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Krar Hero

Krar Collective brings an electric update of Ethiopian music to Artscape

Photo: Jacob Crawfurd, License: N/A

Jacob Crawfurd

Temesgan Zeleke’s dizzying electric krar-work produces the same sort of adrenaline rush as a surf-rock classic.

It’s a familiar story. A teenager sees somebody making music and wants to do it too, but his parents just don’t understand. Maybe it was a guitar. Maybe it was two turntables and a microphone. For the Krar Collective’s Temesgen Zeleke it was a krar, the bowed, stringed instrument used in the traditional music of Ethiopia and Eritrea.

“When I was kid, I saw one of my friends in Ethiopia play the krar [and] I was just amazed,” Zeleke says from London during a Skype interview. Originally from Ethiopia, he speaks with an accent but he’s an adept storyteller and knows some things are funny in any language. “I decided I wanted to play the krar and I get some wood and tried to make one by myself. When I was 15 years old, I made a krar, and my mom, she break my krar four or five times. She didn’t want me to become musician. She was always telling me, ‘You have to give time for your school.’”

Music finally won out for Zeleke. In 2003 Zeleke and kebero drummer Grum Begashaw moved to London, where they eventually saw and met vocalist Genet Asefa, who was performing in Ethiopian nightclubs and at weddings. This nucleus of the Krar Collective took shape about six years ago. The trio plays an energetic, stripped-down take on traditional Ethiopian songs, a rousing sound captured on the group’s 2012 debut, Ethiopia Super Krar. The trio makes its first visit to the United States this summer, stopping in Baltimore to play Artscape, playing the Wells Fargo main stage July 20 at 3 p.m.

For Western fans of Ethiopian music, the Krar Collective’s sound is both familiar and fresh. This pair of ears only knows Ethiopian music from a considerable distance, such as listening the Éthiopiques recordings put out by France’s Buda Musique. These are compilations of Ethiopian music that were originally released in the 1960s and 1970s and they feature the gorgeous sounds of singers such as Mahmoud Ahmed and Alemayehu Eshete. And while the music is undeniably riveting, listening to them is a bit like trying to get a sense of American music by listening to somebody else’s version of choice cuts from a handful of artists from the ’60s and ’70s.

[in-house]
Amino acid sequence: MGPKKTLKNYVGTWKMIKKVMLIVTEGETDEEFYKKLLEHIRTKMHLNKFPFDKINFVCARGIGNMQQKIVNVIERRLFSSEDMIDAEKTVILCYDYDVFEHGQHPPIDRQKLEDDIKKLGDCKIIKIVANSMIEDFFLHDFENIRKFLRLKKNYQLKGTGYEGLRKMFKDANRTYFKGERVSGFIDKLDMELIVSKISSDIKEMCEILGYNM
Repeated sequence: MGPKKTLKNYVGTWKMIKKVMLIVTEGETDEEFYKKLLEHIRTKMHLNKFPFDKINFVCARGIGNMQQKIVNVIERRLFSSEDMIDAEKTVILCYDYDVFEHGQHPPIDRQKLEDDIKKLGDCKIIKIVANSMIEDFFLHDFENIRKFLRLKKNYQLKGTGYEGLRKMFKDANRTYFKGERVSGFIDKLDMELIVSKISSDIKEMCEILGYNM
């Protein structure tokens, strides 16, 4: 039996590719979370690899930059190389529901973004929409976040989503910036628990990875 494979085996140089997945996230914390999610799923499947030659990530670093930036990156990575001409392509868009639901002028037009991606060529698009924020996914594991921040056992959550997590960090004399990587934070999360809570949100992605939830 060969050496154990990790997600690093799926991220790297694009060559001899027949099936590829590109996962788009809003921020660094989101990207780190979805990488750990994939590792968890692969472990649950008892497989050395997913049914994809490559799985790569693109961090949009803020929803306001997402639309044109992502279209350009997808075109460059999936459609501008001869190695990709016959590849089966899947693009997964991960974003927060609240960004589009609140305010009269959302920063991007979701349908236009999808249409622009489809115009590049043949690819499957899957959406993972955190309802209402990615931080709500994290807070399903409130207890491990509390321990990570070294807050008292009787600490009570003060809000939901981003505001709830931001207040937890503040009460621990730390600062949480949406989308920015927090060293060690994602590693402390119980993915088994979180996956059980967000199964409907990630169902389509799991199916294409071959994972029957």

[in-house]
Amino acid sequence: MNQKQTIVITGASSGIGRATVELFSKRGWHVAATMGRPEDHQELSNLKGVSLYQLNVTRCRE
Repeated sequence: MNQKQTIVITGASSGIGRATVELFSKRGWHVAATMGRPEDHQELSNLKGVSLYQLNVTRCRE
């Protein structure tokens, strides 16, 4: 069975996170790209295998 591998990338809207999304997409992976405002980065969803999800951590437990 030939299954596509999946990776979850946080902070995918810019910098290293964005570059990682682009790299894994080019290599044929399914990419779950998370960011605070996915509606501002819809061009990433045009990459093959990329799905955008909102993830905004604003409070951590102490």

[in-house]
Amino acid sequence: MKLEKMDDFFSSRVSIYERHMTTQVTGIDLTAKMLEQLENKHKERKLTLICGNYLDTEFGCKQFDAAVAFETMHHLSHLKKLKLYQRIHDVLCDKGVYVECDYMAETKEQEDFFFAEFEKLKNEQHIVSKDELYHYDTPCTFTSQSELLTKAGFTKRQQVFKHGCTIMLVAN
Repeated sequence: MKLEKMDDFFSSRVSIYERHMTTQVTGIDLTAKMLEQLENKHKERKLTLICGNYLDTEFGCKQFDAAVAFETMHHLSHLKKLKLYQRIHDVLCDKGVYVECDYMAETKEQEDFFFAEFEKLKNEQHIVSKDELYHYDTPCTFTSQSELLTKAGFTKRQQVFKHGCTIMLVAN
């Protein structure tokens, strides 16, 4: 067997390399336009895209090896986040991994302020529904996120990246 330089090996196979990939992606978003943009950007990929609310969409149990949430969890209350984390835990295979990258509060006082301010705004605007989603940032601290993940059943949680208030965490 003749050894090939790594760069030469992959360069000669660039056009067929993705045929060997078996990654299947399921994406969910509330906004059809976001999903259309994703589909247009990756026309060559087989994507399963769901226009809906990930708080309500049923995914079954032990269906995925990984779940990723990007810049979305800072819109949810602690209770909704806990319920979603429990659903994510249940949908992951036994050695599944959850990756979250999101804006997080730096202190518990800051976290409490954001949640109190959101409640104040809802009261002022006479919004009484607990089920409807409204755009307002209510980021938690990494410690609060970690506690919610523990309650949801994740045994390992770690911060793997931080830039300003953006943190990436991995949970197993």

On Super Krar the Collective references the past while putting its own spin on it. “Mr. Astatke,” presumably an allusion to the great jazz multi-instrumentalist Mulatu Astatke, features Zeleke’s dizzying electric krar-work dancing over a shaking beat, and the short tune produces the same sort of adrenaline rush as a surf-rock classic. “Oromigna” moves along a more serpentine and funky beat, over which Zeleke and Asefa trade vocal lines and harmonize. The group’s approach captures the energy and intoxicating rhythmic nuance of some Ethiopian music and arranges it into a big sound produced by two instrumentalists and a singer. It’s a bit like how Detroit’s the Gories took the basic building blocks of 1960s rock ’n’ roll and distilled it into their own serious groove.

“Those songs on our CD are all traditional songs,” Zeleke says, and points out that Ethiopia is a country made up of many ethnic groups, each with its own culture and music. “Each ethnic group, they are their own culture, they have their own language as well. So we collect some of the popular [songs] from different regions. Most of them are about country and some of them are about love. We play one children’s song, an old song called ‘Ete-mete.’ That’s a famous and popular song in Ethiopia.”

Adapting his country’s songs for the trio has inspired Zeleke to look forward as the band prepares material for a second album following its summer tour. “Our first CD, we call it the old songs from other singers, songs from a long time, but I changed the arrangements for the music, and we changed the style for the old music and we make it in a modern way,” he says. “But this time, we need to bring our new lyrics, our new melodies, and we need to make the best CD by ourselves—the new songs, the new lyrics, the new form. We want to do that for the next CD.”


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